The best of…
Stargazing for beginners
Celestron Cometron 7x50
You don’t need a telescope to open up the skies. “The ultimate beginner binoculars for any budding astronomer,” Celestron’s 7x50 set enables you to see more than you’d expect—including Jupiter, Saturn, and even distant nebulae.
Source: Popular Mechanics
Astronomers Without Borders OneSky
This 130-mm Newtonian reflector is easily “the best bang-for-the-buck beginner’s scope.” It has good optics, it’s easy to aim, and because it’s highly portable, it makes a great grab-and-go scope, even for experienced observers.
Source: Sky & Telescope
Celestron NexStar 5SE
The overall best amateur telescope comes preprogrammed with a database of 40,000 celestial objects, and its 5-inch primary mirror provides crisp images of deep-sky objects. Once it’s calibrated, “you’ll never be left wondering what to look at next.”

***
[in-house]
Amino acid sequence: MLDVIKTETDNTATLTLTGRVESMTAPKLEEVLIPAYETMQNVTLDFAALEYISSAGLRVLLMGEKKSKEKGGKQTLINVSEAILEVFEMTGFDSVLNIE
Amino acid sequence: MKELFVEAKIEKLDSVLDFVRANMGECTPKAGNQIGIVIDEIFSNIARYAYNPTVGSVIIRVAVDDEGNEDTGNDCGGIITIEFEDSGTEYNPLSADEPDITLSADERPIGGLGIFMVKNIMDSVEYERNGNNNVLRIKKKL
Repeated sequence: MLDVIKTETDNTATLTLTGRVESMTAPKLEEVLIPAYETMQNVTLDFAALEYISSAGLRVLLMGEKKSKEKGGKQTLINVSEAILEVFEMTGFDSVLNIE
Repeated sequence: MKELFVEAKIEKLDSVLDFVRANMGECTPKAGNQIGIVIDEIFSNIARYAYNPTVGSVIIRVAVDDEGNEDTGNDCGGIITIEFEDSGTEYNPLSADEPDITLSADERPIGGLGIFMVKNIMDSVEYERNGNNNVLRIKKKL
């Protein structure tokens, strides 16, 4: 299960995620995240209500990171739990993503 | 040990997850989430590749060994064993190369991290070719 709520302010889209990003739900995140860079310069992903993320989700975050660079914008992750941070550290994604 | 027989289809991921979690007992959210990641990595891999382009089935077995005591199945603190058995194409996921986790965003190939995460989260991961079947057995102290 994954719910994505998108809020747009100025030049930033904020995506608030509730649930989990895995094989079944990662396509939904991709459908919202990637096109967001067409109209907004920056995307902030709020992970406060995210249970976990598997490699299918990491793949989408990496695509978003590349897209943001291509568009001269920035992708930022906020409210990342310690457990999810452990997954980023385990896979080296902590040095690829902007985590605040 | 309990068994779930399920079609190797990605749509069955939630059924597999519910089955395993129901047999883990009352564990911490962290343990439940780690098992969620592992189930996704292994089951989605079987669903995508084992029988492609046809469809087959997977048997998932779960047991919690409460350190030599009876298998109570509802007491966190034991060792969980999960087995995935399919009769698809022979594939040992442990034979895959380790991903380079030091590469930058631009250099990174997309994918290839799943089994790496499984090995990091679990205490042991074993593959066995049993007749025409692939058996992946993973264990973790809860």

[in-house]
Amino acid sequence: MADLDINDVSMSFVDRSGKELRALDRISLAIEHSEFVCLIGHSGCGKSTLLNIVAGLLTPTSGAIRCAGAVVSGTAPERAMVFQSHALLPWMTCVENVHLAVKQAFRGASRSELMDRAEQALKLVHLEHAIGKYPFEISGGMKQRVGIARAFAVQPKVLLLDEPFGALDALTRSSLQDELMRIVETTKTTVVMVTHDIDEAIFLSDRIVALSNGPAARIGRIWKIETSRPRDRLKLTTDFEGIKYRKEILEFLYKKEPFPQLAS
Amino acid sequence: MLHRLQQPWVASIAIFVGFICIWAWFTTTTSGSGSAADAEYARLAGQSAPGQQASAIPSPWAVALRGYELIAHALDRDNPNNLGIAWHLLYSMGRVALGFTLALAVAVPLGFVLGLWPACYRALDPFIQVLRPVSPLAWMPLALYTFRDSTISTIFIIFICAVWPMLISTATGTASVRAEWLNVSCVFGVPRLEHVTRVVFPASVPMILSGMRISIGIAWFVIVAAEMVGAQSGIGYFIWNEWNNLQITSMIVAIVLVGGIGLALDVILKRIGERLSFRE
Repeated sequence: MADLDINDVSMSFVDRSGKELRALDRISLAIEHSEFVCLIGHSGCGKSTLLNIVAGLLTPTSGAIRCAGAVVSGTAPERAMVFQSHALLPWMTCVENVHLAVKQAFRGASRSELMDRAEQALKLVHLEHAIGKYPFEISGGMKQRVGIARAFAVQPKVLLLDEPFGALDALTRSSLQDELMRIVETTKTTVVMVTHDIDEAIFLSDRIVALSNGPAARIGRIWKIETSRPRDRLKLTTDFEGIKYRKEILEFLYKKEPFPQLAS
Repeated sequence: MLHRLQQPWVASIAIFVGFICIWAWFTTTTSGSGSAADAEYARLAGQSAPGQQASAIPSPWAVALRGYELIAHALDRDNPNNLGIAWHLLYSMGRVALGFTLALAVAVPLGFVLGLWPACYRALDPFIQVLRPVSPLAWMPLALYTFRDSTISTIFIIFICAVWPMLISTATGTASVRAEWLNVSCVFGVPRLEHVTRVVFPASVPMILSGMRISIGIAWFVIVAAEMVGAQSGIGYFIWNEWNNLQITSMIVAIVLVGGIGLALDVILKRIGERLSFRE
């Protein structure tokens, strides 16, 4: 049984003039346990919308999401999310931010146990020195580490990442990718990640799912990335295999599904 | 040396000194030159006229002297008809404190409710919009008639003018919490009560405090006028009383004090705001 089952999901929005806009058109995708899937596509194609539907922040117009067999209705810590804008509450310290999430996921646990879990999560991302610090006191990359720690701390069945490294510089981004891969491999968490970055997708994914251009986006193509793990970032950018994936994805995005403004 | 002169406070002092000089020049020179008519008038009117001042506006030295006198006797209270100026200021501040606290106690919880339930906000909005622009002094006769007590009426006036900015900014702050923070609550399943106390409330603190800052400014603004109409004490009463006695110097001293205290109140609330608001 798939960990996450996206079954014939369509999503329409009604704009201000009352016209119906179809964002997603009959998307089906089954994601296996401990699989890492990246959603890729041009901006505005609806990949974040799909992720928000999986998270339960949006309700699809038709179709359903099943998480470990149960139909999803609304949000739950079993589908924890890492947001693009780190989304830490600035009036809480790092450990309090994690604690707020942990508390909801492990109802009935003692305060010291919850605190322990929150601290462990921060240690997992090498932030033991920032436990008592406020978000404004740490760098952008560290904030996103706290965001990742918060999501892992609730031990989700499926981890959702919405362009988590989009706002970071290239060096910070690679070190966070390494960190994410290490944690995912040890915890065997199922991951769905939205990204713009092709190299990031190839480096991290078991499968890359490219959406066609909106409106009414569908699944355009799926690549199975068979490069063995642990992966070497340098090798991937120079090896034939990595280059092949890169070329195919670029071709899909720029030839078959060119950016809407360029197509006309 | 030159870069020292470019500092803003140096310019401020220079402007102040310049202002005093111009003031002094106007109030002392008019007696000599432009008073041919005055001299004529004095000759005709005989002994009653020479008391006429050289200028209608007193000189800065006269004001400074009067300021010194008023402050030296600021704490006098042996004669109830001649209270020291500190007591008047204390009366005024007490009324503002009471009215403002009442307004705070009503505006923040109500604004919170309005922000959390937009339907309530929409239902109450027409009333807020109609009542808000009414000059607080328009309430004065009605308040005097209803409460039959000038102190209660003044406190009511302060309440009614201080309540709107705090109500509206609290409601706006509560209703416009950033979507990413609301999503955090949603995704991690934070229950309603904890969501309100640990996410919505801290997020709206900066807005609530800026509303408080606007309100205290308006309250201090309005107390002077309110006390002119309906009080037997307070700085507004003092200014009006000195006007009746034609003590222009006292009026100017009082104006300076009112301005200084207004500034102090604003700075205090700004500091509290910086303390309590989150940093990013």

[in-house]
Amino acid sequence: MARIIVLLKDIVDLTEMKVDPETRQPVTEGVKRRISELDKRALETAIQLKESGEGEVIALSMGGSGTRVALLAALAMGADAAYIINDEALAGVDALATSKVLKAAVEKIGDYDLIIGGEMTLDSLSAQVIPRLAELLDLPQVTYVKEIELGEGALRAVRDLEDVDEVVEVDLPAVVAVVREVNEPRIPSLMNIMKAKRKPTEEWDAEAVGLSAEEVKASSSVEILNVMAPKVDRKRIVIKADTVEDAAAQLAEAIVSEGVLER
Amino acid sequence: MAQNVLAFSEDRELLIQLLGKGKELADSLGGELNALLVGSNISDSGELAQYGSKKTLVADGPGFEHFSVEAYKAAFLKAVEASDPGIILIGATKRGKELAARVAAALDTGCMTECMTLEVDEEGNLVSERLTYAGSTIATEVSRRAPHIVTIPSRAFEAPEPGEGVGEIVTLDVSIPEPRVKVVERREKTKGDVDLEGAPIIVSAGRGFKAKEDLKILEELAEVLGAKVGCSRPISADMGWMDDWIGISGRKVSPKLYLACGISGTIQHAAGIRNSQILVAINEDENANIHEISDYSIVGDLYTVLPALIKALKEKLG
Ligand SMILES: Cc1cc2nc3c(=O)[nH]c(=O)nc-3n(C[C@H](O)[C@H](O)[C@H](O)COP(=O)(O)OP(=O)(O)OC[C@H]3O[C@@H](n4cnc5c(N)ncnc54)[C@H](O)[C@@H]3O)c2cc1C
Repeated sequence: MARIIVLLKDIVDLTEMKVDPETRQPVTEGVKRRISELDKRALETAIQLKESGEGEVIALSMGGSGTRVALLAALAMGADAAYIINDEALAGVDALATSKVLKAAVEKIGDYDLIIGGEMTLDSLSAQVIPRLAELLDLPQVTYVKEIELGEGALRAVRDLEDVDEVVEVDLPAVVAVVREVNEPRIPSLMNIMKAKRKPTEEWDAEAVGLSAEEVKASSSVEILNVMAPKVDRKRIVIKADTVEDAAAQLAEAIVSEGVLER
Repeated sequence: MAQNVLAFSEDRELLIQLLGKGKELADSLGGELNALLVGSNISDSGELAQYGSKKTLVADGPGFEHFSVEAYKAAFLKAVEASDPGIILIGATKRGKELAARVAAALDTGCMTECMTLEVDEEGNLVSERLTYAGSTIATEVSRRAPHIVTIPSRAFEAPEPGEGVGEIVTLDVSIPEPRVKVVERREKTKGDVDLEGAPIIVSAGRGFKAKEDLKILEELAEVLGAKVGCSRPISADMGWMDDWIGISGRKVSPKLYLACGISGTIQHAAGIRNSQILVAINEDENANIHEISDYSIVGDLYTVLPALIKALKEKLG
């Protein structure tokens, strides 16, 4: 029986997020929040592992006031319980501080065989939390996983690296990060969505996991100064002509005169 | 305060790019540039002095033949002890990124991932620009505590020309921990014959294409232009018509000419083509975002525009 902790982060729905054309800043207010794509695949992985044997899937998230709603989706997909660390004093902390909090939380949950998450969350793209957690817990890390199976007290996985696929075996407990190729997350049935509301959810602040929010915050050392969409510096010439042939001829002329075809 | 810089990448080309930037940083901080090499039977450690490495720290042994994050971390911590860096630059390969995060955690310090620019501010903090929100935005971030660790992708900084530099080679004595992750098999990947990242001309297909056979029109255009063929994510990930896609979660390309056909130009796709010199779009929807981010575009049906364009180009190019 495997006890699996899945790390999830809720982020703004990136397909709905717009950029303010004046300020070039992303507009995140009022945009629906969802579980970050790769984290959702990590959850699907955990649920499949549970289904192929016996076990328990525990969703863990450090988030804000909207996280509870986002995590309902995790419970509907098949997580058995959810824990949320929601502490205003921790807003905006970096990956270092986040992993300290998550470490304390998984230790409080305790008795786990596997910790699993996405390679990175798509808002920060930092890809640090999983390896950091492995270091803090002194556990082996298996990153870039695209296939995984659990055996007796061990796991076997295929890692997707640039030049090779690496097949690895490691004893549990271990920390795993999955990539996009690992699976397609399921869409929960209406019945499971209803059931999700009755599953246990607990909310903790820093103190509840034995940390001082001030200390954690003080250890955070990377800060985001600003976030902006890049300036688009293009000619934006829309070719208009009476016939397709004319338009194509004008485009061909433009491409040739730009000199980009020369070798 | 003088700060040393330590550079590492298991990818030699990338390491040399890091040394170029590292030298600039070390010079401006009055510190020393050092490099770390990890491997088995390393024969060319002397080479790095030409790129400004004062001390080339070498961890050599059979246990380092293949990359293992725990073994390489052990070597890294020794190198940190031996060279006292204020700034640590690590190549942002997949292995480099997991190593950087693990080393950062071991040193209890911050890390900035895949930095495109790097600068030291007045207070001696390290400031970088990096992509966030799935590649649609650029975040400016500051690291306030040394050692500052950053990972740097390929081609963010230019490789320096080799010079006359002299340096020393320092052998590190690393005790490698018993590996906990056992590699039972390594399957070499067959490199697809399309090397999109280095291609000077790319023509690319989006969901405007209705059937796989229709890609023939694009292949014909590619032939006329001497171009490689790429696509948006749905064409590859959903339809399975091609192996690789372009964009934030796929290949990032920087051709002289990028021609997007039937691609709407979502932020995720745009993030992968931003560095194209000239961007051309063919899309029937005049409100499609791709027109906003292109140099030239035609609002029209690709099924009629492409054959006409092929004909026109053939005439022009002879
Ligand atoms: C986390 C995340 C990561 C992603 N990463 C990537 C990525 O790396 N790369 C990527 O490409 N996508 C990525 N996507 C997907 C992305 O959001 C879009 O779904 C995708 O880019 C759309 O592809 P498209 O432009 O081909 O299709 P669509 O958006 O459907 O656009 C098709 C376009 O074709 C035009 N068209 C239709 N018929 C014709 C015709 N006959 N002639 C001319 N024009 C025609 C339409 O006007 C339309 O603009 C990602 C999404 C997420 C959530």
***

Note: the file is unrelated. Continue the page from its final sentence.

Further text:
SkyWatcher Traditional Dobsonian 8-inch
Dobsonian reflectors, sometimes called “light buckets,” excel at picking out faint deep-sky objects, and this one can capture “awe-inspiring” images. Unfortunately, you’ll have to align the mirrors, and, at stool size, this telescope is “a bit unwieldy.”
Meade StarNavigator NG 102
Meade rightfully prides itself on the laboratory-grade quality of its optical components. Like other refractor telescopes, this one is great for observing the moon and our neighboring planets. The onboard computer eliminates the need for star charts and manuals.
Source: Space.com ■